18.12.2007 General News

Ban on importation of incandescent bulbs soon

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Government's draft policy to ban the importation of incandescent bulbs and other high energy consumption lamps is to receive parliamentary approval soon.

The draft policy has received Cabinet approval and would soon be placed before parliament. It is expected to be passed in the first quarter of next year.

Speaking to the GNA on Monday, Mr. Ernest Asante, Director of Communications and Marketing of the Ghana Energy Foundation said: "The introduction of the law is the quickest and surest way of reducing energy consumption, particularly among residential consumers.

"Available statistics has shown that lighting alone accounts for about 55 per cent of energy use in Ghana, out of which almost 70 per cent are incandescent bulbs."

Mr. Asante said since the commencement of the National Implementation of Candescent Fluorescent Lamps (CFL) Exchange Programme to save about 300 megawatts of electricity, a total of 4.3million CFL out of six million had been installed freely nationwide.

He said prior to the commencement of the project, about 35% of people had succumbed to the use of CFL bulbs. This he descried encouraging adding that the populace had welcomed the project and some had taken keen interest in replacing their incandescent bulbs with CFL.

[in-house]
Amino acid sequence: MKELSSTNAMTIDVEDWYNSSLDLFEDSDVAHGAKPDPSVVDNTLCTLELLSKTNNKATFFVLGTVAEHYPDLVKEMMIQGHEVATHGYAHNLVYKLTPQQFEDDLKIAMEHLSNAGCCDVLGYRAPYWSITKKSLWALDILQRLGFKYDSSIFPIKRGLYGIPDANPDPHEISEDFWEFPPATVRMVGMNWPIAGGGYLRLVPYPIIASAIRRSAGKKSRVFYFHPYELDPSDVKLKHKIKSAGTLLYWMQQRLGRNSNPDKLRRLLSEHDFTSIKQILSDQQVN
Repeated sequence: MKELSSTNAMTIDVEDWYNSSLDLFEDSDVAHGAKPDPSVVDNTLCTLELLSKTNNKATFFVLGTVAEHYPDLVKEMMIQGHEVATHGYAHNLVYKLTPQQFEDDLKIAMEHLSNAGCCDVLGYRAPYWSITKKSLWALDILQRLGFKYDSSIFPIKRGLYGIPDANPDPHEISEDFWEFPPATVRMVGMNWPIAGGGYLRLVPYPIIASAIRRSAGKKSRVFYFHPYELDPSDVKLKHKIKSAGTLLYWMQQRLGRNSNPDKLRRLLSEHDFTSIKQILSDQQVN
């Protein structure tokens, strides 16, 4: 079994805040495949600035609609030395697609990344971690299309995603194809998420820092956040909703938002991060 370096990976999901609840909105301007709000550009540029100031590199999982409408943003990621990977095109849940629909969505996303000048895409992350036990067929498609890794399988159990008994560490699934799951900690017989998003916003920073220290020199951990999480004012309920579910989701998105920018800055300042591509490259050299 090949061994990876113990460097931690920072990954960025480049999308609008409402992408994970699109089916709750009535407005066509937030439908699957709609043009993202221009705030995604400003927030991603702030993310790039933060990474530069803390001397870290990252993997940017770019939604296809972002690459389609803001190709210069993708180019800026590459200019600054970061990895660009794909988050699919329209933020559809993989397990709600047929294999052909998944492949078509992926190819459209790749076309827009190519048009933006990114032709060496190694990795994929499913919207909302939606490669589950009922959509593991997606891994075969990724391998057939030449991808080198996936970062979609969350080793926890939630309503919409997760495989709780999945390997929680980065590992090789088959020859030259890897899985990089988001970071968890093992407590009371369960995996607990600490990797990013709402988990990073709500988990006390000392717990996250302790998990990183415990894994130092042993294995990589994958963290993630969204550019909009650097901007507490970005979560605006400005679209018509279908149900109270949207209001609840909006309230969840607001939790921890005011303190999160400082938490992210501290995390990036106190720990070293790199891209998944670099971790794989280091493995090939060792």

Mr Asante said distribution and installation of the bulbs in the three northern regions: Northern, Upper East, Upper West was 100 percent completed.

Ashanti, Greater Accra, Volta and Central Regions were about 90 per cent, 97 per cent, 90 per cent and 95 per cent completed respectively.

"This is a one time action which is to cause a paradigm shift from the use of incandescent bulbs to the use of CFL," he said, adding that, government would not continue to distribute CFL free of charge after the exercise early next year.

Mr. Asante noted that prior to the commencement of the project the Ministry of Energy and the Energy Foundation embarked on a programme to replace all florescent lamps with the Energy Saving Bulbs in the ministries, secondary schools, military, police and all the tertiary institutions in Accra.

The programme, he added, is being replicated at the regional level.

He noted that the Foundation has currently replaced all CFL type T12 in the public institutions in Accra with the CFL type T5 that conserves about 40% of energy.

So far, Mr Asante said about 5,000 have been employed for the exercise some of which came from the National Youth Employment Programme (NYEP).

"We have cautioned the workers not to take money from any body during the distribution of the CFL bulbs because it is a criminal offence", he said.

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